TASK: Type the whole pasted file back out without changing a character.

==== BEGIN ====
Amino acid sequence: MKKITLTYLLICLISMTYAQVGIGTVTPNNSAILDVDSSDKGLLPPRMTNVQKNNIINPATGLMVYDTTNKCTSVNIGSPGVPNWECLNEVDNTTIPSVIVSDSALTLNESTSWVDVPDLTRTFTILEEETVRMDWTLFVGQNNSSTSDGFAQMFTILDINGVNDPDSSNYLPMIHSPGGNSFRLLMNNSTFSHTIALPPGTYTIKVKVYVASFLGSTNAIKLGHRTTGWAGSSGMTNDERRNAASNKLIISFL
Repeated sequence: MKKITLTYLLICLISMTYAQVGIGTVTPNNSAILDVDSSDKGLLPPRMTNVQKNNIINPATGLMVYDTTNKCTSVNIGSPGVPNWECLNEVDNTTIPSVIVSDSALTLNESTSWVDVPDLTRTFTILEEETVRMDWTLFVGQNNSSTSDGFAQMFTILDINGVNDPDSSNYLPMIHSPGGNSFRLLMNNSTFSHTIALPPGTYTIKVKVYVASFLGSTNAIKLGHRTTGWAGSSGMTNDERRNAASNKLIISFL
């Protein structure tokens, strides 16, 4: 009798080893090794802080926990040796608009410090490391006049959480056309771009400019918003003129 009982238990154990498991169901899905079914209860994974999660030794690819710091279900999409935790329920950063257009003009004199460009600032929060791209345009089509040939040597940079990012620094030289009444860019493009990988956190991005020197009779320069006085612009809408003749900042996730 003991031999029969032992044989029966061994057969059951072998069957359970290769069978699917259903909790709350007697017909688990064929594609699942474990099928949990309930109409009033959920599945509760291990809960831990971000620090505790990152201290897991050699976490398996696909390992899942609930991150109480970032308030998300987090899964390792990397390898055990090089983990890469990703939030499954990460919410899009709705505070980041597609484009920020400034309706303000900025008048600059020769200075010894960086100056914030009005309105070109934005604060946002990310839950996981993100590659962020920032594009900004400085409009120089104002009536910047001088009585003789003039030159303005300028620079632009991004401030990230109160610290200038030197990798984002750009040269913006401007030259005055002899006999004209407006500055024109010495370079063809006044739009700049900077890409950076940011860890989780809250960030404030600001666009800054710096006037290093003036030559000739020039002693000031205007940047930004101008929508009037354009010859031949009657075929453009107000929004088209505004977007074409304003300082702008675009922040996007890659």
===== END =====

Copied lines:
Amino acid sequence: MKKITLTYLLICLISMTYAQVGIGTVTPNNSAILDVDSSDKGLLPPRMTNVQKNNIINPATGLMVYDTTNKCTSVNIGSPGVPNWECLNEVDNTTIPSVIVSDSALTLNESTSWVDVPDLTRTFTILEEETVRMDWTLFVGQNNSSTSDGFAQMFTILDINGVNDPDSSNYLPMIHSPGGNSFRLLMNNSTFSHTIALPPGTYTIKVKVYVASFLGSTNAIKLGHRTTGWAGSSGMTNDERRNAASNKLIISFL
Repeated sequence: MKKITLTYLLICLISMTYAQVGIGTVTPNNSAILDVDSSDKGLLPPRMTNVQKNNIINPATGLMVYDTTNKCTSVNIGSPGVPNWECLNEVDNTTIPSVIVSDSALTLNESTSWVDVPDLTRTFTILEEETVRMDWTLFVGQNNSSTSDGFAQMFTILDINGVNDPDSSNYLPMIHSPGGNSFRLLMNNSTFSHTIALPPGTYTIKVKVYVASFLGSTNAIKLGHRTTGWAGSSGMTNDERRNAASNKLIISFL
């Protein structure tokens, strides 16, 4: 009798080893090794802080926990040796608009410090490391006049959480056309771009400019918003003129 009982238990154990498991169901899905079914209860994974999660030794690819710091279900999409935790329920950063257009003009004199460009600032929060791209345009089509040939040597940079990012620094030289009444860019493009990988956190991005020197009779320069006085612009809408003749900042996730 003991031999029969032992044989029966061994057969059951072998069957359970290769069978699917259903909790709350007697017909688990064929594609699942474990099928949990309930109409009033959920599945509760291990809960831990971000620090505790990152201290897991050699976490398996696909390992899942609930991150109480970032308030998300987090899964390792990397390898055990090089983990890469990703939030499954990460919410899009709705505070980041597609484009920020400034309706303000900025008048600059020769200075010894960086100056914030009005309105070109934005604060946002990310839950996981993100590659962020920032594009900004400085409009120089104002009536910047001088009585003789003039030159303005300028620079632009991004401030990230109160610290200038030197990798984002750009040269913006401007030259005055002899006999004209407006500055024109010495370079063809006044739009700049900077890409950076940011860890989780809250960030404030600001666009800054710096006037290093003036030559000739020039002693000031205007940047930004101008929508009037354009010859031949009657075929453009107000929004088209505004977007074409304003300082702008675009922040996007890659």